September 10, 2013 7:53:11 PM
SCOOBA - For Dontreal Pruitt, wearing a No. 1 on his football uniform is symbolic.
"At Laurel High School, I started late in my freshman year," Pruitt said. "So, I really had to learn how to take a leadership role early. Being a leader is something that I am used to. I can't wait to lead my new team to great games and to championships."
Pruitt, a 5-foot-11, 175-pounder, has assumed the starting quarterback role this season for fifth-ranked East Mississippi Community College. The Lions look for a 3-0 start Thursday night when Southwest Mississippi Community College comes to Sullivan-Windham Field.
Kickoff is set for 7 p.m. in Scooba.
"I have been really blessed by the opportunity that (Coach Buddy) Stephens gave me," Pruitt said. "Not only did I have chance to come play for a great program, I also had a chance to earn a lot of playing time as a freshman. That experience will certainly help me this season."
Stephens is in his sixth season as head coach at EMCC. Under his watch, the Lions have been known as the state's most prolific offense. EMCC runs up-tempo with no huddle and attempts to snap the ball within five seconds of the completion of the last play.
During its 8-2 campaign last season, EMCC had four games, where it ran 90 or more offensive plays, with the Lions snapping the ball an amazing 108 times in a 47-46 semifinal loss to Copiah-Lincoln Community College in the MACJC state semifinals.
"We have a tremendous amount of confidence in Dontreal," Stephens said. "He has worked awfully hard during the off-season and has really developed as a quarterback and as a leader. We are going to turn the offense over to him and we are pretty excited about the potential there."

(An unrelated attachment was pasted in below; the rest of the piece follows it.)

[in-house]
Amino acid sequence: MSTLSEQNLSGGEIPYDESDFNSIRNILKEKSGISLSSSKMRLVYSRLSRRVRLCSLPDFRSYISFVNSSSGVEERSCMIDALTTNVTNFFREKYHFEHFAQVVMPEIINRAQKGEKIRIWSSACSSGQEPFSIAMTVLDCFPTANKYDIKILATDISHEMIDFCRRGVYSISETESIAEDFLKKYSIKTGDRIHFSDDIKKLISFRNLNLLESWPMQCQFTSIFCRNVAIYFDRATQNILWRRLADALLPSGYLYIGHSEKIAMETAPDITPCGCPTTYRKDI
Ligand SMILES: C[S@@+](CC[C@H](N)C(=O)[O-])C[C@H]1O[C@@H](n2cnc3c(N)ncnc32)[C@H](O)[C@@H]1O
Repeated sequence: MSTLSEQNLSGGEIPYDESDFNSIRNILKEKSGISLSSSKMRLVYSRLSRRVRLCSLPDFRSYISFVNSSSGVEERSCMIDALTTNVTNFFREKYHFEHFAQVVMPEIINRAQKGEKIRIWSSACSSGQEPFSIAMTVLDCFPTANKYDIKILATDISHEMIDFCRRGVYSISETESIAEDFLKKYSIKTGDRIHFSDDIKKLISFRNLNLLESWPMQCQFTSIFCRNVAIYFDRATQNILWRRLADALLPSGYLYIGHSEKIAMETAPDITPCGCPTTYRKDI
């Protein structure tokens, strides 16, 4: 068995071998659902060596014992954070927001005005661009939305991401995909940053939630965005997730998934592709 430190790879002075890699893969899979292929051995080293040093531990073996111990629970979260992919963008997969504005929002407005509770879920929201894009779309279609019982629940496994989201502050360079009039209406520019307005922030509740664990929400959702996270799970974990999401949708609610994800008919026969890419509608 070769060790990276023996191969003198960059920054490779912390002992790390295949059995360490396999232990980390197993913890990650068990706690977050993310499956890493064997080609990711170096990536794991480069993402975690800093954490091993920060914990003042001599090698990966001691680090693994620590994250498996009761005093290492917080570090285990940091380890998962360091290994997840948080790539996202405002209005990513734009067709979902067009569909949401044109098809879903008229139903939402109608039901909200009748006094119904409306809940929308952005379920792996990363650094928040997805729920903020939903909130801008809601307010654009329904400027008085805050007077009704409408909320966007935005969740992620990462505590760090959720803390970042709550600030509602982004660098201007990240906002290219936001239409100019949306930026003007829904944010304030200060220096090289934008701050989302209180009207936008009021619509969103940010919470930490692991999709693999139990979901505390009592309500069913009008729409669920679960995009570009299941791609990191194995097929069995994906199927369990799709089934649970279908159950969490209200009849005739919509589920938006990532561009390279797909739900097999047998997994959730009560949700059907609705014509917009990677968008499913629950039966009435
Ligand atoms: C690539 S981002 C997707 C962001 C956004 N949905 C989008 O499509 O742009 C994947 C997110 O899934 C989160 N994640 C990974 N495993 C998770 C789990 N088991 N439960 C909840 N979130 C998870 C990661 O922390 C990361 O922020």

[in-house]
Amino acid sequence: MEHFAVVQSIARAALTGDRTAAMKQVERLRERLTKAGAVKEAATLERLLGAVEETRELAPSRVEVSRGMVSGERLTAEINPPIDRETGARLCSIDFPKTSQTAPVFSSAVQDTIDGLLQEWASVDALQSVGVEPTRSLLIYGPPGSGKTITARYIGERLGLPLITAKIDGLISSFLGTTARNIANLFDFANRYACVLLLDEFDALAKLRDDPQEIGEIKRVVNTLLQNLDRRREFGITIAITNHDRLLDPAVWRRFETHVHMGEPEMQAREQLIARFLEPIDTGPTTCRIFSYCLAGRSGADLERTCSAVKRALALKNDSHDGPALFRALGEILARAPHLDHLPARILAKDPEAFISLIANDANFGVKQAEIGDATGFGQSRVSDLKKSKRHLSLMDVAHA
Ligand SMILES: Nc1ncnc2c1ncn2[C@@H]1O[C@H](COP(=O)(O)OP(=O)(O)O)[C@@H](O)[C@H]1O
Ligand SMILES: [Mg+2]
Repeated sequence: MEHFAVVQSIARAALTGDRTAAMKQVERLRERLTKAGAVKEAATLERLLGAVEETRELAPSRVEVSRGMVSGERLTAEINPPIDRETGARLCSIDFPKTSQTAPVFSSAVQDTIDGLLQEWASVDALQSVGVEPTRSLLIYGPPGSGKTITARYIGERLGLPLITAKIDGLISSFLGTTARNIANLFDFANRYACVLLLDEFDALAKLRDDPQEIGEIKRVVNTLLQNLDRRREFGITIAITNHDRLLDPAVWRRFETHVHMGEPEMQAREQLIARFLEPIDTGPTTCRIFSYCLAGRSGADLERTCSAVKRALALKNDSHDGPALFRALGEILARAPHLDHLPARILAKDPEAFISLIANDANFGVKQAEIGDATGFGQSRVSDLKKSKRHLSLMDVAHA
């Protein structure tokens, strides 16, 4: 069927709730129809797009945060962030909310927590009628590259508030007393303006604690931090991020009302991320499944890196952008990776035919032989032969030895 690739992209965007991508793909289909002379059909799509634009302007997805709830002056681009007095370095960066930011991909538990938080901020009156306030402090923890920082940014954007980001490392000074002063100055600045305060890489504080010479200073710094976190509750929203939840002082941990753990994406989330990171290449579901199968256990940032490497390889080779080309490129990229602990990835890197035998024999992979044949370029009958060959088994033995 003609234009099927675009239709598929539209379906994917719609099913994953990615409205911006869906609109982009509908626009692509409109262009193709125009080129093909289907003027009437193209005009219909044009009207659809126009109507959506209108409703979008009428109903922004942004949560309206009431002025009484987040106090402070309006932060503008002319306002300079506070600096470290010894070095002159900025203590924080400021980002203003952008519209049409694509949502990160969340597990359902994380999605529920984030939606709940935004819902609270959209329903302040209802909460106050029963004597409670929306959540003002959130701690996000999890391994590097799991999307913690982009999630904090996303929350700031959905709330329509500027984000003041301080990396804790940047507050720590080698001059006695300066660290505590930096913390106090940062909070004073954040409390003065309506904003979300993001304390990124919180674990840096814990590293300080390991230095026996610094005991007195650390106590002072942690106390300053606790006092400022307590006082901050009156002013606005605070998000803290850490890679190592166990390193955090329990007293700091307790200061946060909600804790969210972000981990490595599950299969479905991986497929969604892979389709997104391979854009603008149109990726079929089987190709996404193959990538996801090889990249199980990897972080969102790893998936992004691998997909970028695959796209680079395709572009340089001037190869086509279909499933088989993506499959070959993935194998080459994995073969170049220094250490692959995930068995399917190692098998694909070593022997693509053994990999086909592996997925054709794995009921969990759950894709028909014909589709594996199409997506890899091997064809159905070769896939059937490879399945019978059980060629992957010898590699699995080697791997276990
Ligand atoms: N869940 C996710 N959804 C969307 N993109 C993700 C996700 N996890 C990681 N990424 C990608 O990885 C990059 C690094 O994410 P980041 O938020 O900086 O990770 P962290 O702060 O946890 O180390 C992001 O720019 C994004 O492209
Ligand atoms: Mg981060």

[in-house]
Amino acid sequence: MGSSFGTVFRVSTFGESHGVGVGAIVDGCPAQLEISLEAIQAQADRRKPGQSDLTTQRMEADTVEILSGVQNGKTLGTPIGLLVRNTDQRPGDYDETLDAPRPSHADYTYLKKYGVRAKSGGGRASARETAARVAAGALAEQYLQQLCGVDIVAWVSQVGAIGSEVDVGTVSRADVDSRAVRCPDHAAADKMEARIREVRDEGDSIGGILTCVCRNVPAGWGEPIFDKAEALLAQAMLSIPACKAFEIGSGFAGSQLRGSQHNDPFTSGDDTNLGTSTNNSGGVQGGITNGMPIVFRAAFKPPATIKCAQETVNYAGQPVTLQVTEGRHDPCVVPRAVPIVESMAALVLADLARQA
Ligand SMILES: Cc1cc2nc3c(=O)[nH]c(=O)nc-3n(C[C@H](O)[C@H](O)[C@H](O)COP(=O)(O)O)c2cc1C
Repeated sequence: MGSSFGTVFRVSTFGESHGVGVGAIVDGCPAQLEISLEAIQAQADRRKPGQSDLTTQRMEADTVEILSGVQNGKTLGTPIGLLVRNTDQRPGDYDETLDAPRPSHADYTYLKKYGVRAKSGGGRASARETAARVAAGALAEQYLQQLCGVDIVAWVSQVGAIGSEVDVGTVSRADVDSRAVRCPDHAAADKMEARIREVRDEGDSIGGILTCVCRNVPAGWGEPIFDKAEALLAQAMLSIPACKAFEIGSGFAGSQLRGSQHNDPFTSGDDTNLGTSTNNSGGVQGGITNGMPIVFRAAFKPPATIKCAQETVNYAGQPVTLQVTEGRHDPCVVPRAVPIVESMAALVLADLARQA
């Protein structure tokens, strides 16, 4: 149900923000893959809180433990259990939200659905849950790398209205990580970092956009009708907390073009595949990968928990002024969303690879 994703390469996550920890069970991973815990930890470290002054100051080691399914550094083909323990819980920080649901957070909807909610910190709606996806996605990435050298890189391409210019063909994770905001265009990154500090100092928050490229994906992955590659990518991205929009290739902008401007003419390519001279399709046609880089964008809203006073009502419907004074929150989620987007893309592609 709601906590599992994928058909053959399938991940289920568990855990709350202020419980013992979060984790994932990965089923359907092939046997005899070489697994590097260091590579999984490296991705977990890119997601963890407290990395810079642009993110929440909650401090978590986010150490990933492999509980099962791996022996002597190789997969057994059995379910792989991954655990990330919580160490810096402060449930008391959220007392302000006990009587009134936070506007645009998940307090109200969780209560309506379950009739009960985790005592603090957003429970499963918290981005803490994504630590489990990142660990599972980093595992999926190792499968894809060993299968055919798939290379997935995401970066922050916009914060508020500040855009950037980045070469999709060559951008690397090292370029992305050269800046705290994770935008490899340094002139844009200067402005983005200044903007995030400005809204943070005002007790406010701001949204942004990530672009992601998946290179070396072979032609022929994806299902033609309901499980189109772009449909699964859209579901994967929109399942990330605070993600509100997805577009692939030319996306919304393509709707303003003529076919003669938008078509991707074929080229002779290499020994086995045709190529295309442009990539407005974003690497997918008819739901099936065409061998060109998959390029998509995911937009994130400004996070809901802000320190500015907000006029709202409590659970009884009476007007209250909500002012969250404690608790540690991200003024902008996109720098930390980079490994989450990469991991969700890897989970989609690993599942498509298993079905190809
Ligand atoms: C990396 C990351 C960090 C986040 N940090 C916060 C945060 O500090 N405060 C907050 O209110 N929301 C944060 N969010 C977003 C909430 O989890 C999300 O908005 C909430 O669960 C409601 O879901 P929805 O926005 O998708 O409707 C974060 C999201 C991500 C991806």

During EMCC's 2011 national championship run, current Ole Miss quarterback Bo Wallace led the nation with 4,604 passing yards on a 12-game schedule. Last season, current Florida Atlantic quarterback Quez Johnson was third in the nation with 280.5 yards per game and eighth overall with 2,805 yards for EMCC.
As Johnson's backup, Pruitt appeared in six games last season, while throwing for 247 yards and five touchdowns. This season, he has thrown for 555 yards and six touchdowns through two games.
"I got to play a lot last year and got to see a lot of different situations," Pruitt said. "It is exciting to know now that this is my team. The coaches have placed a lot of confidence in me to become the starter. In this offense, the quarterback makes it go. He is in charge of putting up some massive numbers. Sometimes, you are blown away when you see the passing numbers from the system on paper.
"Fortunately, we have an amazing amount of good players around me. People are going to see something special."
When the ball is snapped, the quarterback has at least five passing options, including a halfback or tailback out of the backfield. Regardless of where a possession starts, EMCC attempts to complete all drives in two minutes or less.
"We need Dontreal to be our mailman," Stephens said. "He needs to be the distributor. He needs to get the ball where it needs to go. In our offense, we put a tremendous workload on our quarterback. It is an advantage when you have a second-year player in your program ready to take over.
"Dontreal got a lot of playing time last year and made some really good contributions."